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SMEs key to SA’s employment problem

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South Africa could meets its employment targets if it was able to utilise the small to medium-sized enterprise (SME) sector to create employment.

This is according to Faith Ngwenya, technical director at the South African Institute of Professional Accountants (SAIPA), in a paper presented to The Clute Institute’s International Academic Conference held in Bangkok.

However, she concludes, educating and empowering the sector demands much more than just pumping millions of rands into incentive and other schemes.

Ngwenya makes the point that about 61% of those who are employed work for an SME, while SMEs provides between 52% and 57% of the country’s gross domestic product. These are particularly impressive statistics when one considers that of the 5,98-million SMEs registered with the Companies and Intellectual Property Commission (CIPC), 67% are one-person businesses and don’t create any employment at all.

“If 33% of the existing SMEs make such a huge contribution to our economy, imagine what the effect would be if we could grow the sector even by a relatively small percentage each year,” Ngwenya observes.

Government has recognised that SMEs offer the best opportunity to turn back the tide of unemployment that is swamping the country, and is making large sums of money available to it: R9-billion for the Jobs Fund, R10-billion for the Industrial Development Corporation and R20-billion in tax allowances and breaks for the manufacturing sector. All of this in addition to the funding provided by the Small Enterprise Development Agency (SEDA), Khula Enterprise Finance, and Export Marketing & Investment Assistance, among others. The aim is to create 5-million jobs by 2020.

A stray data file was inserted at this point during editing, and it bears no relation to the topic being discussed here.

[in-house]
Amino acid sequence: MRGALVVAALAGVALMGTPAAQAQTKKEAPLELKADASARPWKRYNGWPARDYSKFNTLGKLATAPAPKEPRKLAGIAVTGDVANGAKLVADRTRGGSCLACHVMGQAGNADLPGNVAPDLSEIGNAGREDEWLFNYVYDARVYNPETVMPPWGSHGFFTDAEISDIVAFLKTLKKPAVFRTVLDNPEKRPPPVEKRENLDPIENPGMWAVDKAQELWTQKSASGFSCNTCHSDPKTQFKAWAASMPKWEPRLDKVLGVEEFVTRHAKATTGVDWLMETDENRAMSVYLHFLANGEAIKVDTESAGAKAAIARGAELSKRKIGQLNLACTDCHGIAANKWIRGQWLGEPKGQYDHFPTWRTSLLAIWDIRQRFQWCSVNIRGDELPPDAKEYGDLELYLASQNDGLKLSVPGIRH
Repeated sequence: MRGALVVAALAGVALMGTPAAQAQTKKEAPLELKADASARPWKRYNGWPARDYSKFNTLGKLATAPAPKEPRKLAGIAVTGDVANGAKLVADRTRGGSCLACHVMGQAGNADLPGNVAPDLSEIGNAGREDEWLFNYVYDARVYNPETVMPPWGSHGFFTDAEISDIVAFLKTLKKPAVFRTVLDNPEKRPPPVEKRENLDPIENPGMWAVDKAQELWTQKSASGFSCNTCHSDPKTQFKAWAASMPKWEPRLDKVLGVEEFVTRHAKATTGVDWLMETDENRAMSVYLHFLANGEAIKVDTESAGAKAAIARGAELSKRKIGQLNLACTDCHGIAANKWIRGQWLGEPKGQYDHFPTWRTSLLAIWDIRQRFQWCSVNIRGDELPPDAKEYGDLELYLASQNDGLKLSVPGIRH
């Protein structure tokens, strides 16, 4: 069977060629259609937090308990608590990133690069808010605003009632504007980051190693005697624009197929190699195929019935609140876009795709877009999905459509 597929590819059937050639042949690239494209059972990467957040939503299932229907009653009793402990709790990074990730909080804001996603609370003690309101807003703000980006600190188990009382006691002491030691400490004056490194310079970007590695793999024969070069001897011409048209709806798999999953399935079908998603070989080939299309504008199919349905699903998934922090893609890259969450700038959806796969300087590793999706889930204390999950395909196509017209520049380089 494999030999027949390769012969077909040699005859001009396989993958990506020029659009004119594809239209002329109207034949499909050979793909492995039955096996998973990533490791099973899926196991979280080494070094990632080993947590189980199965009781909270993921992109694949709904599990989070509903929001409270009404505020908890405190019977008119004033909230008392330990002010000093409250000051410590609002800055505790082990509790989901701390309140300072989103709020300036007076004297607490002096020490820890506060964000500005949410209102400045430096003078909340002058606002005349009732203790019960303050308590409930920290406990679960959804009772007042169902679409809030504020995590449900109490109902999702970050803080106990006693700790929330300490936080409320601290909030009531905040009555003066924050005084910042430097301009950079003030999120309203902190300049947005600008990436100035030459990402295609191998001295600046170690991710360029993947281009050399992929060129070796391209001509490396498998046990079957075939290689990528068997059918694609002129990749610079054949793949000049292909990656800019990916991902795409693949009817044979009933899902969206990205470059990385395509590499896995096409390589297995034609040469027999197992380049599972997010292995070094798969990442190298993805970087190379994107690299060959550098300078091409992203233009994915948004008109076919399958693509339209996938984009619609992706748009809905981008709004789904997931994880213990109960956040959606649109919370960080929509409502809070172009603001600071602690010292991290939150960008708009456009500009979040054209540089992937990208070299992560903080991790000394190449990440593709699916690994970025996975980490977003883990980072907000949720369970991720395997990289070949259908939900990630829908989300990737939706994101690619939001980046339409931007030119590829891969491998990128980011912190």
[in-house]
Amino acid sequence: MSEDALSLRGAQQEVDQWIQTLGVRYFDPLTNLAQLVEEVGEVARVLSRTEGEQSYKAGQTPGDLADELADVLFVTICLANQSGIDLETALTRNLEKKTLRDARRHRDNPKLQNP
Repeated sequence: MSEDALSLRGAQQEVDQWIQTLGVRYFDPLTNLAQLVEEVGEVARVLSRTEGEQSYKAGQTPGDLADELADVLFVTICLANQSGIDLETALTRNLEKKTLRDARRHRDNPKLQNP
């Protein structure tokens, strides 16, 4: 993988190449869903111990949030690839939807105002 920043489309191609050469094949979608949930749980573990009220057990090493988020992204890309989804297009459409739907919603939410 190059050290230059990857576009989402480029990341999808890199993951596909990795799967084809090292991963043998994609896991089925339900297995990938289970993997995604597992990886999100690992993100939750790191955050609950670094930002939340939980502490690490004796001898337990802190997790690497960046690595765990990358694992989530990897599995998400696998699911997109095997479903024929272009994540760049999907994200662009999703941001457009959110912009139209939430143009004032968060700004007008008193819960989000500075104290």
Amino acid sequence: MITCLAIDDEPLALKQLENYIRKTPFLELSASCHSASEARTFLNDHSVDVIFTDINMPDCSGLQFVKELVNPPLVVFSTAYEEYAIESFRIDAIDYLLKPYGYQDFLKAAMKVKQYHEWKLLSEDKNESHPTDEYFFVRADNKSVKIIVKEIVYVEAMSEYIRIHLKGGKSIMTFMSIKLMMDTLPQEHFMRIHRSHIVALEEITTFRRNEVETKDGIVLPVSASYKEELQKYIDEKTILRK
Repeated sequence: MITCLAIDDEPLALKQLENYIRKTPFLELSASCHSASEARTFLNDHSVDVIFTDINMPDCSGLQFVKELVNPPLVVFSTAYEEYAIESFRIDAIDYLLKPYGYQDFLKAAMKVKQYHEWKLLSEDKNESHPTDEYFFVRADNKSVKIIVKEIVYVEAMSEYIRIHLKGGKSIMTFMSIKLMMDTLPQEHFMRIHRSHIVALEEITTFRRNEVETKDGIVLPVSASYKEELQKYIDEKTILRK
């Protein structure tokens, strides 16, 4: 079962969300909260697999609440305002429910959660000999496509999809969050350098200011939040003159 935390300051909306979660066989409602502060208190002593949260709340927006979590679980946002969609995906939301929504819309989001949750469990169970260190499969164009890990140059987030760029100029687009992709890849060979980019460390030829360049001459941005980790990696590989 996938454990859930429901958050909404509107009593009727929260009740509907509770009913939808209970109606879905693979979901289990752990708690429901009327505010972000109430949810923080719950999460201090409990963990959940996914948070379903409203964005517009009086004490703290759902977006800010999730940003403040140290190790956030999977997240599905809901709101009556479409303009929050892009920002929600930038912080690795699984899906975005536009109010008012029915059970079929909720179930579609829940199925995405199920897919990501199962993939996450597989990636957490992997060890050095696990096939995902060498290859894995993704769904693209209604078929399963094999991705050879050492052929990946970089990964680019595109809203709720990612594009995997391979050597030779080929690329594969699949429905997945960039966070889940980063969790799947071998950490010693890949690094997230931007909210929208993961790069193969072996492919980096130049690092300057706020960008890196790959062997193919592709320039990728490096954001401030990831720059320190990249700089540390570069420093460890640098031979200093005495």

The fact that scant progress is being made is thus not lack of money. Rather, Ngwenya says, entrepreneurs typically lack the knowledge to run a business

“Identifying their problems and then providing appropriate training should be a priority,” Ngwenya reasons. “The economy is highly competitive and good managerial skills are vital. SAIPA members, the country’s growing cadre of professional accountants, are in fact positioned to play a key role in providing SMEs with just these skills.”

Ngwenya’s research pinpoints some of the major causes of SME failure – and thus areas where help is needed. They include lack of management, financial, marketing and human resources skills. Contributing factors, it seems, are a limited culture of family businesses, failure to control business growth and overemphasis on financial reward.

In general, researchers have found that SMEs are bad at setting strategic goals, unwilling to adapt to change and, perhaps most telling of all, reluctant to seek advice, she says.

“Many SMEs don’t access government funding because they simply are ill-informed,” Ngwenya says. “But more than money, what they need is training and mentoring to make them sustainable over the long term.”

The paper received a prestigious Best in Session award, based on input from faculty and conference chairpersons. It forms part of a broader project in which Ngwenya will be identifying a framework for measuring SME success.